Interview: 5 minutes with Hashback Hashish

Ashish Sachan aka Hashback Hashish is an electronic artist and producer currently based in New Delhi, India. With over 10 years experience performing and recording, Hashback Hashish has released countless singles, remixes, EPs and albums throughout the years, has since received support from prestigious publications such as XLR8R, Rolling Stone, Clash, NME and Red Bull.

Dabbling within the realms of dark techno, Hashback Hashishs sound could be best described as a fusion of rhythmic, darkened techno and experimental industrial-esque electronics, complete with gritty, pulsating basslines, eerie melodies and firm, invigorating percussive beats.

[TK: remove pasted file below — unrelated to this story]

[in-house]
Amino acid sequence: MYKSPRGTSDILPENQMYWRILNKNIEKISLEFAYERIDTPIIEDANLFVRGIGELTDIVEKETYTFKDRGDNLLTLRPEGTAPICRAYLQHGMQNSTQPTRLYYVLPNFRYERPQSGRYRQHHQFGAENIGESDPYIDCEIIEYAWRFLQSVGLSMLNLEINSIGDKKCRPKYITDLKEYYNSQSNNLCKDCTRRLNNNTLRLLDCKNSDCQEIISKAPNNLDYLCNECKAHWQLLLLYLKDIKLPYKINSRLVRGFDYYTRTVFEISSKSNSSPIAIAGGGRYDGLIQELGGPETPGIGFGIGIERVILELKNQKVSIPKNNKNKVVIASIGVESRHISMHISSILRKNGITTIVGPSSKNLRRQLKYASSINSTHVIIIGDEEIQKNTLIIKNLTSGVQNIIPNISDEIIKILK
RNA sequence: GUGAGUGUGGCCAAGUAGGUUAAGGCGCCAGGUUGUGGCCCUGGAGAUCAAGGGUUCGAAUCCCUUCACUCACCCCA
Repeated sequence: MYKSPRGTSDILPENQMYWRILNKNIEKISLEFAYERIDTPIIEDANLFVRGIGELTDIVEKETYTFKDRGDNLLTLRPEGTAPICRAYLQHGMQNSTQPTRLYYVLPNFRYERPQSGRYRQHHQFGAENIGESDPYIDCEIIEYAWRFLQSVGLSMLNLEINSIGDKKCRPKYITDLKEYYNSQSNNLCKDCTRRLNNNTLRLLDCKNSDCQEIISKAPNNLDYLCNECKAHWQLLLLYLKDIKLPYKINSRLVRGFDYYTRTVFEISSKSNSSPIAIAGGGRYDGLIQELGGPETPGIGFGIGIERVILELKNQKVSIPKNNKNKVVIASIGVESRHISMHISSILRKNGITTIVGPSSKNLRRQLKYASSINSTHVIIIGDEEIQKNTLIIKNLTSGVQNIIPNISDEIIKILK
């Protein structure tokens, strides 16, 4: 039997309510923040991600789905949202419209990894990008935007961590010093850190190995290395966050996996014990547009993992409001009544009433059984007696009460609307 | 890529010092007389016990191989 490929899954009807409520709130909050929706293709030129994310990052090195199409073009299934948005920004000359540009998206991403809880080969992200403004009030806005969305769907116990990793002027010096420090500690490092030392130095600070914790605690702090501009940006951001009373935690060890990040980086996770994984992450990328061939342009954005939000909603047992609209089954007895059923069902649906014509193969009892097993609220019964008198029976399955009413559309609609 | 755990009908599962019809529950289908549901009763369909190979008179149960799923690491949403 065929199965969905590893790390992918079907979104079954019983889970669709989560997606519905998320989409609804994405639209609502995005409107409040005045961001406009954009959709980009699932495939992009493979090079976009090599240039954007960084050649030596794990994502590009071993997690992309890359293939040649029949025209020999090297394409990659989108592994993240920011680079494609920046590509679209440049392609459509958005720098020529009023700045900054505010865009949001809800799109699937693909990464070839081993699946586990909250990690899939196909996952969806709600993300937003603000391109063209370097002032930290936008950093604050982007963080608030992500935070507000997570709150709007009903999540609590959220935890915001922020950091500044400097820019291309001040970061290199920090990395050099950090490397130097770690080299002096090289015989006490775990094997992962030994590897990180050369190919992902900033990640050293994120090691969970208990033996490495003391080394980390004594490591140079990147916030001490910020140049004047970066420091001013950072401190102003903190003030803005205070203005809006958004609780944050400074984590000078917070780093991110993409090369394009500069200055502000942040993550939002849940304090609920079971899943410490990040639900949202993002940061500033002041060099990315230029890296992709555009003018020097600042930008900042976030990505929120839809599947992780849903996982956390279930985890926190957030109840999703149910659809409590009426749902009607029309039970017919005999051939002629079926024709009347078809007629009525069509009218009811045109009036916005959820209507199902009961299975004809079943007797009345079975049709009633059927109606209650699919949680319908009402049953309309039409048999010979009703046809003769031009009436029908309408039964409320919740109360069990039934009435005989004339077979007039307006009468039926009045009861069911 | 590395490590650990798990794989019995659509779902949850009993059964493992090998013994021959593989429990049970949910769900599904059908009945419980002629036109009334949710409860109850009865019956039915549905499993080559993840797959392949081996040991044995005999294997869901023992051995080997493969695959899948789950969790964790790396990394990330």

We caught up with Hashback Hashish on art discipline and how to read an audience:

Set the tone for us. Why the arts?

Matisse said ‘Creativity takes courage’, and Merton opined that “Art enables us to find ourselves and lose ourselves at the same time.” The common ideal between all these famous, celebrated – even revered – people seemed to me that they were all artists. They all used art in their discipline to crystallise what they couldn’t express by other means, or were not allowed to express for fear of being too radical or out there. Art normalised a lot of instincts that were previously taboo.

Most of all, art is the only thing I can do to pay my bills without feeling icky about it, so long as I am honest about it.

Which comes first when you’re producing – the sound or the idea?